Only Manila Has Edit This Page?

Dave Winer falsely claims,

It’s very gratifying to see Scott promoting Edit This Page. An important group of features that only Manila has. Super-high value for users.

That’s odd, because I use a couple of content management systems, including Conversant in which every bit of text, etc., has an “Edit Me” link that opens the text in a browser text area, lets me change the, and then instantly updates it.

Maybe Dave means that Manila is the only Userland product that has this feature.

Manila Gets Robots.Txt File

What seems like many years ago, I was sitting on a wad of cash and had a decision to make — I definitely wanted to ditch using DreamWeaver to manage my site, but wasn’t sure about which way to go for a dynamic content management system.

I was leaning toward a Manila hosted solution when I received an e-mail about Conversant and there’s been no looking back since. Aside from all the cool things Conversant has added in the intervening years, it is posts like this that really make me glad I didn’t go with Manila,

New feature: Manila sites now have a robots.txt file. By default it just tells search engine robots to skip the page of referers, thereby eliminating any benefit for spamming the Referers page. Of course they’ll still do it, or maybe they’ll get a clue and spam someone else.

Holy cow. Manila users had to wait until July 2003 to get a basic robots.txt file, and then it happened largely because the major shareholder in Userland wanted it to happen.

I realize having a robots.txt file probably isn’t as sexy as having an “Edit This Page” button everywhere, but it’s still surprising to me at least that Manila lacked this basic functionality for so long.

I Missed the Weblog Memo

Boy did I miss the boat. Here I thought that a weblog was simply a series of posts organized in (usually reverse) chronological order. Who knew they were all about giving free reign to authentic voices?

The personalities of the writers come through. That is the essential element of weblog writing, and almost all the other elements can be missing, and the rules can be violated, imho, as long as the voice of a person comes through, it’s a weblog.

Look, ma it used to be a classic of Western civilization, but today it’s a weblog!

A more accurate definition might be web writing that is just a bit too self-important,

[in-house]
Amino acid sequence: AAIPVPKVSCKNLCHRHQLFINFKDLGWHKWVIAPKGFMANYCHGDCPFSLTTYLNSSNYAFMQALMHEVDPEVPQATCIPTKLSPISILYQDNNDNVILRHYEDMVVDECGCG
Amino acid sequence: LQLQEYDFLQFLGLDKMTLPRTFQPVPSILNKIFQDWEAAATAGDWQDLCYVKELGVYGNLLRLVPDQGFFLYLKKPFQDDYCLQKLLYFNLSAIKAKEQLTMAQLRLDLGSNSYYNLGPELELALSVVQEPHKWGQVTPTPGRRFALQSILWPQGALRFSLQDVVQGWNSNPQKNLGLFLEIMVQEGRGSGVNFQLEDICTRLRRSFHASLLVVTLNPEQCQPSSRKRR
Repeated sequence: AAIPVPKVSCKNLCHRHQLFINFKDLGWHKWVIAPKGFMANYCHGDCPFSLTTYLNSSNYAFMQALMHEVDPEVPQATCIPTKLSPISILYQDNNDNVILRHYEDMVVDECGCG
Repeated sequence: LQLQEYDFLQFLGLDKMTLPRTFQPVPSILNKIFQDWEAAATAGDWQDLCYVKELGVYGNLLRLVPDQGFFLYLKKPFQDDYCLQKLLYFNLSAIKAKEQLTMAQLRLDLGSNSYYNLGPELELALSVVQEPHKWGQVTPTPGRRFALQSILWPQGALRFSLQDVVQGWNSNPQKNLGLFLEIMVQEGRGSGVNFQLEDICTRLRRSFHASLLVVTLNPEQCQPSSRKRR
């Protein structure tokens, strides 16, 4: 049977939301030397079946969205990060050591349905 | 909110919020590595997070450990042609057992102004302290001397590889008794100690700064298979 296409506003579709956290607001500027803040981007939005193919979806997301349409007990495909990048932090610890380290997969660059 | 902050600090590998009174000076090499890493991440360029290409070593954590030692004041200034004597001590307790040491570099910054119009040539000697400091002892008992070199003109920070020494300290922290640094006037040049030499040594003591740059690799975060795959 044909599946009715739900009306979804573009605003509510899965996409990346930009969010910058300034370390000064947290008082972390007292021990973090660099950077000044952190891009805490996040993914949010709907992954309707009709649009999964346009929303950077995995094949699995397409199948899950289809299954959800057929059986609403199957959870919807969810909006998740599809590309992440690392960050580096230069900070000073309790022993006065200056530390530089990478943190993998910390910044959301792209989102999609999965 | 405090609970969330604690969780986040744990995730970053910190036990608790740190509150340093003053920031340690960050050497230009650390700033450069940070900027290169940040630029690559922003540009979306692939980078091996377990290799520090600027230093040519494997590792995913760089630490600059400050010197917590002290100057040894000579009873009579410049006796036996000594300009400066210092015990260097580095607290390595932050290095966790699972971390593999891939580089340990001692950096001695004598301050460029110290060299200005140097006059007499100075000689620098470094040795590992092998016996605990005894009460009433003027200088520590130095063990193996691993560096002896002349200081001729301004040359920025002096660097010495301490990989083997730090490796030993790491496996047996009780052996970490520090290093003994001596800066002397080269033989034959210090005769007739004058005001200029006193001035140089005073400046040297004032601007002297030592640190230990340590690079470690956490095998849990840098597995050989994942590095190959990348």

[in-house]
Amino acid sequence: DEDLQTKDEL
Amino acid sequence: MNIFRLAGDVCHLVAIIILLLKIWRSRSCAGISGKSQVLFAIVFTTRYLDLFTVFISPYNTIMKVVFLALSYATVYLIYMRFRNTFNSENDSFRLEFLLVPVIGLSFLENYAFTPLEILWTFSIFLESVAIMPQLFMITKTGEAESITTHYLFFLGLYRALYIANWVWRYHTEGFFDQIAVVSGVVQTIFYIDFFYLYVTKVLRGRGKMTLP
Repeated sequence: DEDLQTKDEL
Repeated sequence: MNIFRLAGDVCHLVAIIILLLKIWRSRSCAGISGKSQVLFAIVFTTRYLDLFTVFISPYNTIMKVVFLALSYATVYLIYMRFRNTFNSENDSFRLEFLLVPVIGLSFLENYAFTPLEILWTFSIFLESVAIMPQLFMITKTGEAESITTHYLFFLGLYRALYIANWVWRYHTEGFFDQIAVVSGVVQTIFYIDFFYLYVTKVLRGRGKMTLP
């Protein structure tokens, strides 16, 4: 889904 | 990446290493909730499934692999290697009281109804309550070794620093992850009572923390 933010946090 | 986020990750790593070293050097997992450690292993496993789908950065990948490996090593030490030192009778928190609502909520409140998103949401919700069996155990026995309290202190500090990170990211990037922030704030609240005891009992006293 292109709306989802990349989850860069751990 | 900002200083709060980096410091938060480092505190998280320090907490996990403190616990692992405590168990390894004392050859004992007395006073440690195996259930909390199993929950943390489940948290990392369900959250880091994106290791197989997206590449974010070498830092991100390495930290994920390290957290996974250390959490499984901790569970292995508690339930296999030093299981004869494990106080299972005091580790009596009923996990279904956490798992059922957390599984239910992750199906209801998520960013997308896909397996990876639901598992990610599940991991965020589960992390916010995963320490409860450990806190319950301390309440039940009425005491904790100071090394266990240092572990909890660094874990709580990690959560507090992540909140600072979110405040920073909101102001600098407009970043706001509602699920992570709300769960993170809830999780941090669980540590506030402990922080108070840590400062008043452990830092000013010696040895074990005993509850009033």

There’s been a lot of discussion about the similarities between Wikis and weblogs . . .

The Wiki folks, of course, are heretics as it is written in The Book of Reynolds (seriously, could there be anything more pointless than lots of discussions comparing Wikis and weblogs? Now, Wookies and weblogs I could grok . . .)

Key point: On my weblog no one can change what I wrote. In contrast, having written for professional publications, pros have to prepare for their writing being interfered with. Sometimes you submit right at the copy-edit deadline. Or you write exactly the required number of words so nothing can be cut. But in the end, the words that appear are an amalgam of what your organization thought should be said on the subject you’re addressing.

Right, because before weblogs you could rent space on a server for your web site (or even lease an entire dedicatd server)but, but you’d had to grant Internet Gremlins the right to come along and change what you wrote as they saw fit. In fact, I believe DreamWeaver 1.0 shipped with the ability to place such random editing of your content within a templating system that really advanced the art light years ahead.

Dave really must have been traumatized by some editor’s decision to cut a sentence or two in an article he wrote. I never had any problem with editors cutting — it was when they would add things that I really got pissed off. But the reality too is that most people seriously overrate their own writing abilities. I prefer writing for weblogs over newspapers, but the things I wrote in newspapers were much better written (see, look at that horrible grammar) thanks to editors.

Edit This Page button. When you’re looking at a bit of text that needs to be changed, assuming you have editorial permission to edit it, how many steps do you have to take to edit it, and how much memorization is required? Some weblog software makes this trivially simple, every bit of editable text has a button nearby that allows the author to modify it in three steps, click the button, make the changes, save the changes.